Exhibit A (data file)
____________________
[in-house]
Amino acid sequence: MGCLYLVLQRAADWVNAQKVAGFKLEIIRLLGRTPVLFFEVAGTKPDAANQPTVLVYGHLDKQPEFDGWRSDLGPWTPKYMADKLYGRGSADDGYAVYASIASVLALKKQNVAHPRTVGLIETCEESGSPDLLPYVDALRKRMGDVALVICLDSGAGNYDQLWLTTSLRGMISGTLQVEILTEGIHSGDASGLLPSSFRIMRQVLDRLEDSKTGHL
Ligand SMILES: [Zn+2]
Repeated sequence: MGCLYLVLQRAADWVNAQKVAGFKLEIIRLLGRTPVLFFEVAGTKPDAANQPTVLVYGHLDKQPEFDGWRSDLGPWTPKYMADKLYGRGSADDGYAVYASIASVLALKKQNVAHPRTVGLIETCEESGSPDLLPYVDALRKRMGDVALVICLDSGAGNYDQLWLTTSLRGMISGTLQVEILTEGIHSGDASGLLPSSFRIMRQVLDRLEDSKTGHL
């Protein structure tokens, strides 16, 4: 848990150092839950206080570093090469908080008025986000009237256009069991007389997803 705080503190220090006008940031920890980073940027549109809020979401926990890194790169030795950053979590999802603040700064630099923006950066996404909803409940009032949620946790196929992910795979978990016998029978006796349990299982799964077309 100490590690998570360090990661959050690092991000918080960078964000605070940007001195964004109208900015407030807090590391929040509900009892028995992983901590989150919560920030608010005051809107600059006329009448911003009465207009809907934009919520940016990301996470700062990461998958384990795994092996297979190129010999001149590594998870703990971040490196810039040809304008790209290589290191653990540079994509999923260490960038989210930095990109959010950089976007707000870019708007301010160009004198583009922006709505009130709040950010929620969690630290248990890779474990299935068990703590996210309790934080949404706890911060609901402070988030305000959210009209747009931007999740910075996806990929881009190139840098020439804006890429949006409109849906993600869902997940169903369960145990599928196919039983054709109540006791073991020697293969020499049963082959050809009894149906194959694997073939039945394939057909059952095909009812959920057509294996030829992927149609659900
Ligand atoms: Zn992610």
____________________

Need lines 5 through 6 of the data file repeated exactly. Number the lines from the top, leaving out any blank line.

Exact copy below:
């Protein structure tokens, strides 16, 4: 848990150092839950206080570093090469908080008025986000009237256009069991007389997803 705080503190220090006008940031920890980073940027549109809020979401926990890194790169030795950053979590999802603040700064630099923006950066996404909803409940009032949620946790196929992910795979978990016998029978006796349990299982799964077309 100490590690998570360090990661959050690092991000918080960078964000605070940007001195964004109208900015407030807090590391929040509900009892028995992983901590989150919560920030608010005051809107600059006329009448911003009465207009809907934009919520940016990301996470700062990461998958384990795994092996297979190129010999001149590594998870703990971040490196810039040809304008790209290589290191653990540079994509999923260490960038989210930095990109959010950089976007707000870019708007301010160009004198583009922006709505009130709040950010929620969690630290248990890779474990299935068990703590996210309790934080949404706890911060609901402070988030305000959210009209747009931007999740910075996806990929881009190139840098020439804006890429949006409109849906993600869902997940169903369960145990599928196919039983054709109540006791073991020697293969020499049963082959050809009894149906194959694997073939039945394939057909059952095909009812959920057509294996030829992927149609659900
Ligand atoms: Zn992610």